Sometimes, I am guilty of reading along on the "wrong side" of an interlinear for my morning Bible reading. I will read the Hebrew or Greek interlinear column instead of the English translation column.
When I do this, I invariably stumble across something interesting and enlightening that is not usually evident on the English translation side. This happened with 2 Corinthians 2:11 and Ephesians 3:1-2.
Lest over [hypo G5259]  [us] Satan should gain advantage for we are not ignorant of his devices --2 Corinthians 2:11
 The primary preposition, hypo (G5259), is both untranslated and mistranslated in this verse (depending on which translation one reads). The reason for this is that the context of verse 11, demands it be translated as “over,” and this contradicts religious tradition that teaches the Greek word hypo must always mean some form of “beneath/under,” as is claimed in the case of Ephesians 5:21-22, where a better rendering is for wives and husbands be arrayed/aligned with one another as the Ekklesia is aligned with Christ.
When the word hypo doesn't align with tradition, some other, innocuous, word is used in its place to deflect from the obvious. Words such as: such, as, by, of, with, for, etc., are used to hide the fact that hypo does not always mean under.
Defining this word honestly, demands that centuries-old traditions regarding gender roles be re-considered in light of even one verse obviously using the word, hypo, as meaning “over” instead of under, inferior, or beneath, and 2 Corinthians 2:11, is that one verse.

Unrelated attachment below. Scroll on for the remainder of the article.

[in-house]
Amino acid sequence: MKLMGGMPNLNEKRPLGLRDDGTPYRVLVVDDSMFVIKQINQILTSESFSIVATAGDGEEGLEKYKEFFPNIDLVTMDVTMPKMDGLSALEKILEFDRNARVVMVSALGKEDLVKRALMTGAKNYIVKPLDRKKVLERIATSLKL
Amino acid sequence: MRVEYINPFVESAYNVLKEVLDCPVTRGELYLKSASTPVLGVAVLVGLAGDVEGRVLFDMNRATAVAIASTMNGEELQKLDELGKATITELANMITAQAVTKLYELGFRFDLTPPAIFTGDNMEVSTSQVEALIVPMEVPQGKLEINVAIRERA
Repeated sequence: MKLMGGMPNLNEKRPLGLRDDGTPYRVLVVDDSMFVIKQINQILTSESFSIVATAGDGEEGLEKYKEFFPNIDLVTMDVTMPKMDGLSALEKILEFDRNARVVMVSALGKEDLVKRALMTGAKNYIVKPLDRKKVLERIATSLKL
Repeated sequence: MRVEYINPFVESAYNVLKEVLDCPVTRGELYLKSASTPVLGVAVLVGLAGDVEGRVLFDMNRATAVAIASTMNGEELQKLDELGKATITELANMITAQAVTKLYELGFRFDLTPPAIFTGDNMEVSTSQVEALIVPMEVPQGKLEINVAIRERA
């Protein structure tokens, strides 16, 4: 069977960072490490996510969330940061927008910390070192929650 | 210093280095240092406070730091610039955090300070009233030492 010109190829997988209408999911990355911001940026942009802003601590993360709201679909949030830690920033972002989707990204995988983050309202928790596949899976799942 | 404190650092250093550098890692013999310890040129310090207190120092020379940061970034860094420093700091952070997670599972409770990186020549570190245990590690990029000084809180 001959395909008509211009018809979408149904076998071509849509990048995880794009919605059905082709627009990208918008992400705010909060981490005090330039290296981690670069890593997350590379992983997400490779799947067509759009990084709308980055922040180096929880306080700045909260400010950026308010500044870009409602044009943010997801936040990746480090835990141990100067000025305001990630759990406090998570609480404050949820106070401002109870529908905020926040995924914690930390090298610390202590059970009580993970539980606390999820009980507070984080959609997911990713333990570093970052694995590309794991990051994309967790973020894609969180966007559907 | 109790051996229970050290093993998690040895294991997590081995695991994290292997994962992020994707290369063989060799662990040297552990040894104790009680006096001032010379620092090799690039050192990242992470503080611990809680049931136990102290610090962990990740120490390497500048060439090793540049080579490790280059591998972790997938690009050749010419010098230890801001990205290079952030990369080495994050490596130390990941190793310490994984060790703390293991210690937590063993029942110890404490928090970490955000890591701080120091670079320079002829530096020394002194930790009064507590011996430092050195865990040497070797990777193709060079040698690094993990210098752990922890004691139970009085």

Moving on to Ephesians 3:1-2
For this cause I Paul the prisoner of Jesus Christ *over you of the nations [*hyper (hypo word)  Ephesians 1:22, Hebrews 13:7]
If you have heard of the home-distribution of the grace of God which is given to me for you Matthew 15:36 [example of home-distribution]
 Historical, traditionally male dominated, scholarship finds itself full of contradictions when the hypo words will not “come-to-heel” in biblical usage [by consistently defining themselves (contextually) as “to be arrayed under].” This causes a kerfuffle when it is pointed out that verses like 2 Corinthians 2:11 encourage Christians to be on the alert and not allow Satan to gain an advantage over [hypo] them.